Thanks to all who sent in photos; we’re good for a short while, but please don’t forget the site!
It’s been a while since we’ve heard from Tony Eales, who recently moved to Canberra, but he sent us a diverse batch of photos. His narrative is indented, and you can enlarge the photos by clicking on them.
So, we had a long weekend for Reconciliation Day and despite it being bitterly cold, the wife and I decided to go camping. We went to the Southern Forest National Park, three hours away, because in my investigations these are the temperate rainforests closest to my new home in Canberra.
This area was also ground zero for some of the worst of the unprecedented 2019-2020 bushfire season, and the damage to giant swathes of forest was still in evidence. Where we camped was completely destroyed in those bushfires and while the rainforest plants were back along the streams, the same could not be said for the canopy, and most of the understory was a mix of packed wattle and invasive fireweed. Very different to the sparser and fern-heavy understory that would have existed before the fires.
But despite the cold and the damage there was a lot of life around to be seen and heard. I heard Superb Lyrebirds calling every day and briefly saw one dash into the understory from the side of the road as I was driving past.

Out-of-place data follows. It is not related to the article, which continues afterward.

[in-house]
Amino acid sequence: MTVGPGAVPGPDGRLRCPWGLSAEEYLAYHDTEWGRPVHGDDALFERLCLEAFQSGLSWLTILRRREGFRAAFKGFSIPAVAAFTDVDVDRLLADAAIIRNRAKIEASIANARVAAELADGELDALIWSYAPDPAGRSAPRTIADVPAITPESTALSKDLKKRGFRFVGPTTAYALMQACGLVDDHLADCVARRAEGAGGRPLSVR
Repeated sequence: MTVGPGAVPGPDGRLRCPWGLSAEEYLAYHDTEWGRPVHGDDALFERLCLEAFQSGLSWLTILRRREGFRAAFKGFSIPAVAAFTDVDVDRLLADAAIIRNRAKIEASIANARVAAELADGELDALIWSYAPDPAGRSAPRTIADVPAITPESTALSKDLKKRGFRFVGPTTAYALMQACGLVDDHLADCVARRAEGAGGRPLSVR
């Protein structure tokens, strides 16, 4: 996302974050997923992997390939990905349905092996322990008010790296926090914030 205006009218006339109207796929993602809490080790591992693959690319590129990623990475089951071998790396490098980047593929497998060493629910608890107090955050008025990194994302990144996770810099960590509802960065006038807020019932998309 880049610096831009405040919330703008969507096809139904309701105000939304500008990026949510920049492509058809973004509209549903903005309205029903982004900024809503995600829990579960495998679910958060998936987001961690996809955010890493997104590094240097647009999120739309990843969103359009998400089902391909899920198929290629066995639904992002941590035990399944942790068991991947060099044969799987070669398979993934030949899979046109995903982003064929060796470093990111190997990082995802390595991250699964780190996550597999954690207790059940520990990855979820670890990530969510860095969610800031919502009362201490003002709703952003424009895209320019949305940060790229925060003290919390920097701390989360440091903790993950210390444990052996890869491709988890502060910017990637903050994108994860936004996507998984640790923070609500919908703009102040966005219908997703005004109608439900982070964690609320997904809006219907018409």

Other birds were more friendly like this beautiful Scarlet Robin (Petroica boodang). The Austro-Papuan Robins are not closely related to northern hemisphere robins but they come in a variety of shades of red, orange, pink, yellow and white:
In the mountains closer to Canberra, I saw Flame Robins (Petroica phoenicea), close cousins of the Scarlet Robins:
There were also flocks of the tiny Brown Thornbills (Acanthiza pusilla) foraging through the leaves for small insects:
We saw many signs of wombats but no actual wombats themselves but there were plenty of Swamp Wallabies (Wallabia bicolor) around:
At night, in among the leaves I found more than enough invertebrates to keep me photographing for a couple of hours each evening.There was the impressive Badge Huntsman (Neosparassus cf diana):
Lots of Snowy Mountain Humpbacked Slugs (Cystopelta astra):
Several large ant species out hunting including this impressive Inchman Bulldog Ant (Myrmecia forficata):
And on the way home we stopped at Black Lake and photographed a couple of duck species that are new to me because they are more common in Southern Australia. Unfortunately, I am much more set up for close up photography than distance photography.
The Australian Shelduck (Tadorna tadornoides):
and Australasian Shovelers (Spatula rhynchotis):